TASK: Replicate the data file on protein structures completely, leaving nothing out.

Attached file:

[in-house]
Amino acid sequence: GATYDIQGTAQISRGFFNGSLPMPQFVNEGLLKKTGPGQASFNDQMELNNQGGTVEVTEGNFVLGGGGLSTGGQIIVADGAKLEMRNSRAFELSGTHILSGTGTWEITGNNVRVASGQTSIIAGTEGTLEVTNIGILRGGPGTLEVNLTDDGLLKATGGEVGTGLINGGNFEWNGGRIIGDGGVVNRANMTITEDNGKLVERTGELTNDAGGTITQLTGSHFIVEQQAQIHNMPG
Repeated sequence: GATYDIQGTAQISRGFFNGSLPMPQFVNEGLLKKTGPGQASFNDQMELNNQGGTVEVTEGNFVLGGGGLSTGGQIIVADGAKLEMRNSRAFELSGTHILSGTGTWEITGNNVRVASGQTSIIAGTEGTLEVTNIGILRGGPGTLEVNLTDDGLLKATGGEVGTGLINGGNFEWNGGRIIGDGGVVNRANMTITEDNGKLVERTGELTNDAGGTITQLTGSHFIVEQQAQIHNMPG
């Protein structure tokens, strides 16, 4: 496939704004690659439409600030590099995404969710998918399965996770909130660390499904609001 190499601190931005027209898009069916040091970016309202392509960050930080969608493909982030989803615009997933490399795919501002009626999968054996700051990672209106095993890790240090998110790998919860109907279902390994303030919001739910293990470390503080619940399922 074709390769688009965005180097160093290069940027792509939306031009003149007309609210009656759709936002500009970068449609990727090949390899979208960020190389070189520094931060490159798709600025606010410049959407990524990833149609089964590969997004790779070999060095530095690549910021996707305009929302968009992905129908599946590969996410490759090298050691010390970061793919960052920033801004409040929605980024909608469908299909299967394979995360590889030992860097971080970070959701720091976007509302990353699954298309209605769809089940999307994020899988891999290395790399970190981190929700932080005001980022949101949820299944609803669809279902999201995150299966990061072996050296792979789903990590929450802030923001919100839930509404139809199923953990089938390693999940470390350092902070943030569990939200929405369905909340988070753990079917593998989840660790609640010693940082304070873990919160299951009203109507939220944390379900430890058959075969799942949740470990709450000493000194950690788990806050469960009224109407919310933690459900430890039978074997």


[in-house]
Amino acid sequence: GATYDIQGTAQISRGFFNGSLPMPQFVNEGLLKKTGPGQASFNDQMELNNQGGTVEVTEGNFVLGGGGLSTGGQIIVADGAKLEMRNSRAFELSGTHILSGTGTWEITGNNVRVASGQTSIIAGTEGTLEVTNIGILRGGPGTLEVNLTDDGLLKATGGEVGTGLINGGNFEWNGGRIIGDGGVVNRANMTITEDNGKLVERTGELTNDAGGTITQLTGSHFIVEQQAQIHNMPG
Repeated sequence: GATYDIQGTAQISRGFFNGSLPMPQFVNEGLLKKTGPGQASFNDQMELNNQGGTVEVTEGNFVLGGGGLSTGGQIIVADGAKLEMRNSRAFELSGTHILSGTGTWEITGNNVRVASGQTSIIAGTEGTLEVTNIGILRGGPGTLEVNLTDDGLLKATGGEVGTGLINGGNFEWNGGRIIGDGGVVNRANMTITEDNGKLVERTGELTNDAGGTITQLTGSHFIVEQQAQIHNMPG
């Protein structure tokens, strides 16, 4: 496939704004690659439409600030590099995404969710998918399965996770909130660390499904609001 190499601190931005027209898009069916040091970016309202392509960050930080969608493909982030989803615009997933490399795919501002009626999968054996700051990672209106095993890790240090998110790998919860109907279902390994303030919001739910293990470390503080619940399922 074709390769688009965005180097160093290069940027792509939306031009003149007309609210009656759709936002500009970068449609990727090949390899979208960020190389070189520094931060490159798709600025606010410049959407990524990833149609089964590969997004790779070999060095530095690549910021996707305009929302968009992905129908599946590969996410490759090298050691010390970061793919960052920033801004409040929605980024909608469908299909299967394979995360590889030992860097971080970070959701720091976007509302990353699954298309209605769809089940999307994020899988891999290395790399970190981190929700932080005001980022949101949820299944609803669809279902999201995150299966990061072996050296792979789903990590929450802030923001919100839930509404139809199923953990089938390693999940470390350092902070943030569990939200929405369905909340988070753990079917593998989840660790609640010693940082304070873990919160299951009203109507939220944390379900430890058959075969799942949740470990709450000493000194950690788990806050469960009224109407919310933690459900430890039978074997």